With cameras increasingly in pockets, Canon continues to aim for the high ground with ‘Change your lens, change your story’

With the rise of smartphone photography, it’s tough out there for most camera manufacturers. The experienced and enthusiast photography market is the logical place for them to play and Canon is doing just that in a new campaign to show off its lenses and the difference they can make to telling a story. 

Called ‘Change your Lens, Change your Story’, which has also been running in Australia, the short film was shot by director Tim Parsons of Exposure Films and supports a competition to win a Canon prize package, including a day shooting with Graeme Murray, one of your photos published in NZ Geographic, plus $2000 worth of Canon Dollars to upgrade your lenses. 

The six-minute film follows professional photographer Graeme Murray and pro-snowboarder and entry level photographer Leon Thomason as he is taught about how different lenses give the same scene a completely different look and feel.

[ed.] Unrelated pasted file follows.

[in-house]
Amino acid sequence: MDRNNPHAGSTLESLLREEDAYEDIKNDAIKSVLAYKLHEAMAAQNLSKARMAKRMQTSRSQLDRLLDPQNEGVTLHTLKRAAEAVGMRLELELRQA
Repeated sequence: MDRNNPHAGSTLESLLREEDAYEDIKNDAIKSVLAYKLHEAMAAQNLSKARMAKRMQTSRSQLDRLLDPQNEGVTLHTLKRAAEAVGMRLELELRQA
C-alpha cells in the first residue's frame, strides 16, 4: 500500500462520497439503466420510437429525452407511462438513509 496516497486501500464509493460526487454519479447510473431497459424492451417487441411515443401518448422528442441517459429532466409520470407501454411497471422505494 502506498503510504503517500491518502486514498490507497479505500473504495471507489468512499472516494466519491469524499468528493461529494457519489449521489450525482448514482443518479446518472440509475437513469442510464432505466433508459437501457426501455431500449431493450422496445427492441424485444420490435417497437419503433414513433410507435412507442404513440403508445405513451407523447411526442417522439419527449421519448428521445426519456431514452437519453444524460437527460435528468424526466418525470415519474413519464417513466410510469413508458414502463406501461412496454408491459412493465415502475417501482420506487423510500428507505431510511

Canon consumer marketing manager Rochelle Mora says: “We sent Graeme and Leon to two amazing locations, the North King Country Motorcycle Club and Castle Rock, and captured the whole experience as they explore how a different lens can transform what you capture. Changing a lens is such an affordable way for any photographer to gain inspiration and be more creative with their photography. We want to inspire people to achieve more than they thought they could with their cameras and lenses, and this campaign aims to demonstrate the incredible results that are possible,” she says.

The film shows how images of high speed action shots of ex-world champion motor cross rider Ben Townley differ when using a sports lens or a landscape lens. Similarly, rock climber Maria Martinus is shot climbing Castle Rock with a portrait lens, revealing Maria in the spectacular surroundings, while a macro lens captures fine details down to minute speckles of chalk dust. The shots also feature in print advertising.